- Mobile – Technology companies have been talking about making their tools available on a mobile device for some time now. What is new is that they are now talking about mobile first and mobile only. Techcrunch predicts that by 2020 there will be 6.1B smart phones in the world. Compare this to the projected population in the world in 2020 at 7.7B people. A large number of the smart phones will be the only devices people use to run their lives and their business. This makes it all the more important to figure out how to build products that are easy to use on a mobile device and also build those relationships with potential buyers and existing customers using this device.
- Social – Human beings are social and want to be part of a community. Though communities have been around forever – the difference now is that they are online. Social is nothing but an online community – the size of which is controlled by the individual. Social is both an outbound messaging channel so companies can deliver targeted messages using Facebook or Twitter; and it is also a data source to get to better know your buyer. Social is no longer just a marketing channel but it has also become a place where companies can service their customers and sell additional products to existing customers.
- Data Science – Vcloudnews states that every day 2.5 quintillion bytes of data are created online. What does that even mean? The challenge is making sense of this data so that companies can use the data to better understand their buyers. This is in fact a science, because if analyzed and leveraged correctly companies can create superior, personalized experiences for their potential buyers and existing customers which will undoubtedly lead to more business for the company.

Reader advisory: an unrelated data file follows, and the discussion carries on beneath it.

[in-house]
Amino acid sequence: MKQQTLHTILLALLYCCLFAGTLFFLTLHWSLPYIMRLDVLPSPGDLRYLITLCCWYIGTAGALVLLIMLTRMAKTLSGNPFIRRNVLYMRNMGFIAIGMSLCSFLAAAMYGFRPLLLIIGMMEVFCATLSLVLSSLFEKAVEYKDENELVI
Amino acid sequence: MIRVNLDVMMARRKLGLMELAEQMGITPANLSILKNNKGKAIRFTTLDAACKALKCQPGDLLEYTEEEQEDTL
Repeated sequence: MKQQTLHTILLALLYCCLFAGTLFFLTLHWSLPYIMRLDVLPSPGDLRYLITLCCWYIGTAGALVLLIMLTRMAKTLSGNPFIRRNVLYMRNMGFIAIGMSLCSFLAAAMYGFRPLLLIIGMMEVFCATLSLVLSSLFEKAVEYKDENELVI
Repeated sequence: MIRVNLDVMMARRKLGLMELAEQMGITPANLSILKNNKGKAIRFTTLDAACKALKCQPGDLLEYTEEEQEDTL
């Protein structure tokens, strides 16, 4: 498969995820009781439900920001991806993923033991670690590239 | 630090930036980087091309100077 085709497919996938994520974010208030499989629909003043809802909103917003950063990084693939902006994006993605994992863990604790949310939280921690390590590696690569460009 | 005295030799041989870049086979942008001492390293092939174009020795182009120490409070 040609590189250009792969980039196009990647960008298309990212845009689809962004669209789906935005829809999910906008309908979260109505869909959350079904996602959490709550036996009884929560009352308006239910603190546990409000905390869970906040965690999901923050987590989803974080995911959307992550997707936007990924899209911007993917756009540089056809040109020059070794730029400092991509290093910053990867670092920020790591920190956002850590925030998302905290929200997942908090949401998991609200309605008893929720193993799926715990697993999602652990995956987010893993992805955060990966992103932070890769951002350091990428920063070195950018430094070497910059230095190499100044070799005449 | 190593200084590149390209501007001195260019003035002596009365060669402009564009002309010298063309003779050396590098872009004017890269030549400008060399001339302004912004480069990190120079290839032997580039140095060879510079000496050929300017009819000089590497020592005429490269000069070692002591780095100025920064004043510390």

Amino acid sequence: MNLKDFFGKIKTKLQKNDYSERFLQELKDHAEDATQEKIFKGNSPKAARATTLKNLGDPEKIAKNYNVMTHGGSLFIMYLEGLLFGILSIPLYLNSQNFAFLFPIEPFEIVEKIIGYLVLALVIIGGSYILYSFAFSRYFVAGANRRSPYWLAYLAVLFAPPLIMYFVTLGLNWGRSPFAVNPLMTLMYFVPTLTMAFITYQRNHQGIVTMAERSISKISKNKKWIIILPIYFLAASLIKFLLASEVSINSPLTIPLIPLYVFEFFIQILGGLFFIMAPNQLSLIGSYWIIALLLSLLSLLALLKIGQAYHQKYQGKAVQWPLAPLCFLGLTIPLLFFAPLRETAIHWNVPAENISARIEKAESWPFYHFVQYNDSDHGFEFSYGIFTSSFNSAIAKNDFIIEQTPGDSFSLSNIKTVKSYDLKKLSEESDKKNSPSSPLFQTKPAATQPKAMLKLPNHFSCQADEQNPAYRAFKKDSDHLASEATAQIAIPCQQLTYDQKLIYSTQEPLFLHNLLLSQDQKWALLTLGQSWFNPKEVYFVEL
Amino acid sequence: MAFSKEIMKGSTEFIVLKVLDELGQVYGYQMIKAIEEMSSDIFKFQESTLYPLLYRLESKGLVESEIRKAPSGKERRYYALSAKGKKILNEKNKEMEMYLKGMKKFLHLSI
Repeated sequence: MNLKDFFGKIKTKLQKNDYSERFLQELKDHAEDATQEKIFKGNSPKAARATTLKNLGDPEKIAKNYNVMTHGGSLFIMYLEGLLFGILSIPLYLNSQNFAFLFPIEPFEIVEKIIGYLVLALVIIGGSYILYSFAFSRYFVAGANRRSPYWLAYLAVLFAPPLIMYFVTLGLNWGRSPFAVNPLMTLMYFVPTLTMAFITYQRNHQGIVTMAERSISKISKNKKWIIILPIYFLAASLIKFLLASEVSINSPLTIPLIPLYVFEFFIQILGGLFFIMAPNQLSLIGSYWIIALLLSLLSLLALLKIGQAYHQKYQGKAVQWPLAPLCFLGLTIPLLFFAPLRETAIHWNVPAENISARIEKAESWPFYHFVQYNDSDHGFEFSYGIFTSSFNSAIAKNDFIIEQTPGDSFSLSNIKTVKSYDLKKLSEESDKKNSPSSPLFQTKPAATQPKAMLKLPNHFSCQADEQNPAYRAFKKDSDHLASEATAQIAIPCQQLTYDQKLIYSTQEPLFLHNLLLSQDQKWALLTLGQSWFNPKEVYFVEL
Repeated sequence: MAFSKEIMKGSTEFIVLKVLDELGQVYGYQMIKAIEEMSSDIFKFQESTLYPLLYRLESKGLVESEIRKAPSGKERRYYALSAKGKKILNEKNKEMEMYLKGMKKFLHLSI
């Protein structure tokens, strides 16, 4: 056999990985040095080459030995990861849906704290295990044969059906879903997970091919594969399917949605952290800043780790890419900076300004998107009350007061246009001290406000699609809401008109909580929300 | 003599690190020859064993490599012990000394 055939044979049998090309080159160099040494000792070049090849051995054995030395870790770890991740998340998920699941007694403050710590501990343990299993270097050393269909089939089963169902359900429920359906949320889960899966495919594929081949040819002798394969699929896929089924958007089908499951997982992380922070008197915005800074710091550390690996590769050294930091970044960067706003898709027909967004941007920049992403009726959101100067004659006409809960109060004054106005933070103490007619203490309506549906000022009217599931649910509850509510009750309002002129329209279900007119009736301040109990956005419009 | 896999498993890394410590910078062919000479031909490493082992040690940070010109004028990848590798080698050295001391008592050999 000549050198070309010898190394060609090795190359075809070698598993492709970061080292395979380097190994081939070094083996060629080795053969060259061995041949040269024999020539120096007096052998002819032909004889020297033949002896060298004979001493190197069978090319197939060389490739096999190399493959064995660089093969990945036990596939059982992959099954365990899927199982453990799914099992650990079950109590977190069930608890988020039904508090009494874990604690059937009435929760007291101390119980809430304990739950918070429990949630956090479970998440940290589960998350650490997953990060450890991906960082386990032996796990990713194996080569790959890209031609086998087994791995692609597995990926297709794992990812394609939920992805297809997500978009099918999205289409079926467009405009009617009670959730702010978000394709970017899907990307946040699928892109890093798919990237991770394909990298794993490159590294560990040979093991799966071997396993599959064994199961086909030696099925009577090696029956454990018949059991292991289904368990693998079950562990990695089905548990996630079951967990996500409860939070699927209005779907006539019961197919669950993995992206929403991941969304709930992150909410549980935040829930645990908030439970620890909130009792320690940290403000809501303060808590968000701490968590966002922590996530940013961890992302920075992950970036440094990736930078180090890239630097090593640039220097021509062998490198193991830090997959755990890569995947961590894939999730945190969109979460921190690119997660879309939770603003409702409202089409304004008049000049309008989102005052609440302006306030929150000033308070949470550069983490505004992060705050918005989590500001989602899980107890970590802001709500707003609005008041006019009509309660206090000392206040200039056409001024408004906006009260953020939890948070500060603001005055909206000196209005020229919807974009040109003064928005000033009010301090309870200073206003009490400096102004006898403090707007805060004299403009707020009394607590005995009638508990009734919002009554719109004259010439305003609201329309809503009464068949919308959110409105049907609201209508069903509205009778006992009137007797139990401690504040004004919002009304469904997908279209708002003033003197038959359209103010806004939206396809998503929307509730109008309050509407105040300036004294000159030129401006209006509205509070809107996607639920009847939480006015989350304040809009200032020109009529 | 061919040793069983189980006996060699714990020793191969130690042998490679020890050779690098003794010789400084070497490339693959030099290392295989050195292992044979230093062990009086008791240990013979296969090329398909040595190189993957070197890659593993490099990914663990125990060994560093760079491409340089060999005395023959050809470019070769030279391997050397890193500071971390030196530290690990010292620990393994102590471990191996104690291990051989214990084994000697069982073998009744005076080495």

- IoT – My definition of IoT or the Internet of things is the ability for a device to record an activity and trigger a communication when a certain condition is met. Companies have only started to scratch the surface on the use cases for this. The concept of devices triggering actions has been around for a long time – e.g. a thermostat that turns off the heat when a certain temperature is reached; but what is different about IoT is the ability for the device to trigger a communication that can be accessed on a variety of devices when something happens.
Some companies get excited about the potential that these new technologies offer, others are overwhelmed and not sure how to best leverage these. What is important to keep in mind is the end goal – building trust through a personalized and superior experience. Use only those technologies that help you achieve that objective. Remember, at the end of the day, these technology trends simply equip us, and it’s really the relationship with your customer that matters.